BlackBerry Cylance has promoted John McClurg to BlackBerry Chief Information Security Officer (CISO) and Christopher Hummel, BlackBerry Vice President of IT and Business Application Solutions to BlackBerry Chief Information Officer (CIO).
The volume and profile of data breaches are not only growing — they’re accelerating. In just one year, from 2018 to 2019, reported breaches jumped 54 percent. The first half of 2019 alone saw more than 4.1 billion compromised records due to hackers and poor security practices.
Security can take multiple forms. There’s physical security, cybersecurity, and of course, security as it relates to workplace safety. It’s unethical to knowingly put employee and/or client lives on the line. Negligence can cost organizations a pretty penny in court, and especially in the wake of the mass shootings that have occurred in current and former places of employment this year, workplace violence is an issue that can’t be taken lightly.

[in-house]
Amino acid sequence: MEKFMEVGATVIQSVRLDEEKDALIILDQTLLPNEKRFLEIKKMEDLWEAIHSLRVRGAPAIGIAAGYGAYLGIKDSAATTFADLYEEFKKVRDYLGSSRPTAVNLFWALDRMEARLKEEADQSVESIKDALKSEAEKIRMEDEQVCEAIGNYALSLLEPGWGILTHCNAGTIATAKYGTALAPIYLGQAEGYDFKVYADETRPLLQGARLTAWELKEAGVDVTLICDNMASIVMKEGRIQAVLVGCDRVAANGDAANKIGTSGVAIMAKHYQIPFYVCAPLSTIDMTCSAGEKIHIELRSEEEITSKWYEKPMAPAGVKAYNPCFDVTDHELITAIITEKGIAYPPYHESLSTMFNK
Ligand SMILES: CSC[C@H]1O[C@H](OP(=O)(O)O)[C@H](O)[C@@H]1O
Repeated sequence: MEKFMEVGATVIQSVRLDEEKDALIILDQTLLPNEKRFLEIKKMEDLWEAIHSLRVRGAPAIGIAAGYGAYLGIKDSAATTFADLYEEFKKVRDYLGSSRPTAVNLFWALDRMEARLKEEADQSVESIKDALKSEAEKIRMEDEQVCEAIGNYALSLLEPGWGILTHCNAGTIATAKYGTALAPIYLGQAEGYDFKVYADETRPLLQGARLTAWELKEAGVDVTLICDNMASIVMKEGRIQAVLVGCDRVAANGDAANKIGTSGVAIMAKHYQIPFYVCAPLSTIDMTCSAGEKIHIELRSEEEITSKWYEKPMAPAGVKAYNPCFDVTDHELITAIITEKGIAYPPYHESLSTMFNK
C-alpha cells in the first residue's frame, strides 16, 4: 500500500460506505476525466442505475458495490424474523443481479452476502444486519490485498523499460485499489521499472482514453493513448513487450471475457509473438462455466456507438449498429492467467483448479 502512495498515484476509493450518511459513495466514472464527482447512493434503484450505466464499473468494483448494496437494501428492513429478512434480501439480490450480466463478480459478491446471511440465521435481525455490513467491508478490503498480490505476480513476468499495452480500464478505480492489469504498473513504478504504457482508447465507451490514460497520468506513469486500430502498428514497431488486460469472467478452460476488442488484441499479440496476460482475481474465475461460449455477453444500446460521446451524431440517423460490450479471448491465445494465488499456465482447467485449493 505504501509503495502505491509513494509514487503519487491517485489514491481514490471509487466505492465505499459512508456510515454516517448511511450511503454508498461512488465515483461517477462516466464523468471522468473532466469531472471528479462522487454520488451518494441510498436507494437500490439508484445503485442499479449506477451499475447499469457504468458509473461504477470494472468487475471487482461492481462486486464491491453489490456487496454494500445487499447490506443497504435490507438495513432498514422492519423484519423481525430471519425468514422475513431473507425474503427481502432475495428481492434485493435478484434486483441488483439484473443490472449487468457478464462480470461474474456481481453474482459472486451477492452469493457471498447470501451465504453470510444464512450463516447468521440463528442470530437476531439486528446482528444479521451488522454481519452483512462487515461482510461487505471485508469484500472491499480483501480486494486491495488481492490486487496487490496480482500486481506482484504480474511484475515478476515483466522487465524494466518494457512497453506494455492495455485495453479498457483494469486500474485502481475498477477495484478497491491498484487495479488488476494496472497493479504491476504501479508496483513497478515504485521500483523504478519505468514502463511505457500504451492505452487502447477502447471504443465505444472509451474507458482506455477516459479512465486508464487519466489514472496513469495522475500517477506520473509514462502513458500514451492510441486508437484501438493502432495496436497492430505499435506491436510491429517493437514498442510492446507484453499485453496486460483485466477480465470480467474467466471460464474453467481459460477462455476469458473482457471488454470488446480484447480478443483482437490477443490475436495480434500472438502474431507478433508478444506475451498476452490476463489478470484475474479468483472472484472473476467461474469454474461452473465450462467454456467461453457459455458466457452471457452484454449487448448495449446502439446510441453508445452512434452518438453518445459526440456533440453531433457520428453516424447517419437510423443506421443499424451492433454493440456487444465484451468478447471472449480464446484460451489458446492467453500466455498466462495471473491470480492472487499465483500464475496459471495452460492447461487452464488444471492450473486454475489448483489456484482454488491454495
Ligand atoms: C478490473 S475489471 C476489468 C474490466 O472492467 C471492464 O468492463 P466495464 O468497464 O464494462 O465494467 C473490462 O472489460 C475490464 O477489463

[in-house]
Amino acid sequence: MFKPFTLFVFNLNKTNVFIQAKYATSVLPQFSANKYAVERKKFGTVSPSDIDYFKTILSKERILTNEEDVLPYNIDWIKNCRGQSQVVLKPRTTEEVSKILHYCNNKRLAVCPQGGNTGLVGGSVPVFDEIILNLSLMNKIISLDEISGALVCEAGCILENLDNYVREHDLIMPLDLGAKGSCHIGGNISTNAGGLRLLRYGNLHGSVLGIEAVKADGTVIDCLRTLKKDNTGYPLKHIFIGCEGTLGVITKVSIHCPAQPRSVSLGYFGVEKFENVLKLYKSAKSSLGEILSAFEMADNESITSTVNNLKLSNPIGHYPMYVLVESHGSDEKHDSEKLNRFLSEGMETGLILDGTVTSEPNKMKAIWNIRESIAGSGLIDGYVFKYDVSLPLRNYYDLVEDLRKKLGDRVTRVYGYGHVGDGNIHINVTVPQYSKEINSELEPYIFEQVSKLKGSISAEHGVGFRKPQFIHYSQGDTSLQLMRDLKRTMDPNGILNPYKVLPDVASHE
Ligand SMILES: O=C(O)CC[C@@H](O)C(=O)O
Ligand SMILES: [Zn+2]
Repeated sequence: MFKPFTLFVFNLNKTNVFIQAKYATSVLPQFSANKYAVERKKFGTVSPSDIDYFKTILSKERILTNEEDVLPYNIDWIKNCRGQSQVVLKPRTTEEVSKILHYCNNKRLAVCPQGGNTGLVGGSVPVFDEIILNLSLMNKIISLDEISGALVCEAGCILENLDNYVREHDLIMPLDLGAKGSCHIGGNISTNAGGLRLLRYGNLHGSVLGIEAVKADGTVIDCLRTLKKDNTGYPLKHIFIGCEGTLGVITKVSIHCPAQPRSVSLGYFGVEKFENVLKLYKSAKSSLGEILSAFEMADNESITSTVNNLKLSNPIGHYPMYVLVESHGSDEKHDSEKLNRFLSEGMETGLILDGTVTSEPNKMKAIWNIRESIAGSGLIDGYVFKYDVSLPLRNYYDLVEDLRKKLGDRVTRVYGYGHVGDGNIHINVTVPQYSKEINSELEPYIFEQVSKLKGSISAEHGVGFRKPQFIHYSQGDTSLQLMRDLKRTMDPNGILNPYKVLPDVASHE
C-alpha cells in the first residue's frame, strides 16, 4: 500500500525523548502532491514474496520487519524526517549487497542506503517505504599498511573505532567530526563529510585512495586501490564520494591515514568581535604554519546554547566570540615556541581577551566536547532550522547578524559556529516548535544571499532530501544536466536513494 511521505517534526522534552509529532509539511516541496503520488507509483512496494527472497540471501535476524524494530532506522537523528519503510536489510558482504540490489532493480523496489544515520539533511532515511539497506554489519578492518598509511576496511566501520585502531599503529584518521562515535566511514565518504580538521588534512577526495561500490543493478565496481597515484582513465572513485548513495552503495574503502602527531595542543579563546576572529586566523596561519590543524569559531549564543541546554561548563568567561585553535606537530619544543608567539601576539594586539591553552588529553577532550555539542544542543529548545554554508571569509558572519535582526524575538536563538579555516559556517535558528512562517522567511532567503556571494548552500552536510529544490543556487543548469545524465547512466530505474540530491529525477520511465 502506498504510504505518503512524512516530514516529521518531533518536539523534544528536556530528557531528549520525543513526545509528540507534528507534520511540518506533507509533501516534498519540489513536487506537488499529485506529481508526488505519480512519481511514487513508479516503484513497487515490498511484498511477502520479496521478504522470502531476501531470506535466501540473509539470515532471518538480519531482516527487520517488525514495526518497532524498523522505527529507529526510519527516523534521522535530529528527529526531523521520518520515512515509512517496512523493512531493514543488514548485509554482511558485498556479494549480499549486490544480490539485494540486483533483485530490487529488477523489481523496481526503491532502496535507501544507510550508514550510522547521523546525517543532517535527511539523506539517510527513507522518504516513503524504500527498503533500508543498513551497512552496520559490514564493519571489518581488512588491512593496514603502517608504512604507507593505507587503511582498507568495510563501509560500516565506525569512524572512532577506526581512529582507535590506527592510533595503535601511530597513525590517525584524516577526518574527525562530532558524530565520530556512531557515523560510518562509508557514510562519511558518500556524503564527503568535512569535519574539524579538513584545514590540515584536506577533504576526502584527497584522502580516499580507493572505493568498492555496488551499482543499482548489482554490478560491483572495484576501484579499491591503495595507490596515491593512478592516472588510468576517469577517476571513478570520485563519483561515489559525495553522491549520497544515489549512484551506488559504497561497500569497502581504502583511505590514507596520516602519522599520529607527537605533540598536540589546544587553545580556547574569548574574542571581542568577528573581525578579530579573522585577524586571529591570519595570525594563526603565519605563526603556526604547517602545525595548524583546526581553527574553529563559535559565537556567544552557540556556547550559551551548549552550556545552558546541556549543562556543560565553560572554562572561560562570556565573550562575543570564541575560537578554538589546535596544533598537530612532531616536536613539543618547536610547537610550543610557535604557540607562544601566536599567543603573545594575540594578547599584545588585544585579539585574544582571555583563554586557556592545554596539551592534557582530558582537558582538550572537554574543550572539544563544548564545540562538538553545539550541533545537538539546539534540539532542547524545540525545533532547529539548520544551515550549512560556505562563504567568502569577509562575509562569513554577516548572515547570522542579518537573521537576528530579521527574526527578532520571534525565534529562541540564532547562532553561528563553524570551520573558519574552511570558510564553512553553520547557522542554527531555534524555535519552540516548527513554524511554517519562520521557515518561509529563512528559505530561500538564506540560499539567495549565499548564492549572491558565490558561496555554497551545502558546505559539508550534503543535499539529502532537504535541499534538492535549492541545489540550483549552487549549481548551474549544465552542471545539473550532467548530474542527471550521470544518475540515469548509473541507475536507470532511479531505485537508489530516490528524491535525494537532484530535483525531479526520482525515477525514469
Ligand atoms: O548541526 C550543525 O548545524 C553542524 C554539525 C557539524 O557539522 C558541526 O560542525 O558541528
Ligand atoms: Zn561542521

CCIE’s – analysts with the highest network expert certification – are spending hours a day sifting through network logs, as are Networking experts, Cloud experts, Microsoft OS experts, application experts and other valuable employees.
A vpnMentor’s research team discovered a breach in a database belonging to Autoclerk, a reservations management system owned by Best Western Hotels and Resorts Group. A victim of this leak was the U.S. government, military and Department of Homeland Security, says the research.
A majority of Americans (44 percent) believe their personally identifiable information (PII) has been stolen as a result of a data breach. A strong majority (63 percent) are concerned that prior breaches could lead to future identity fraud, and a significant number (37 percent) believe they have already been a victim of fraud.
The Medical Device Innovation Consortium (MDIC) announced it has been awarded $2.8 million in funding by the U.S. Food and Drug Administration (FDA) for the expansion of the Case for Quality and medical device cybersecurity programs.
U.S. Senator Ron Wyden, D-Ore., introduced sweeping new privacy legislation, the Mind Your Own Business Act, to create strong protections for Americans’ private data and to hold accountable the corporate executives responsible for abusing information.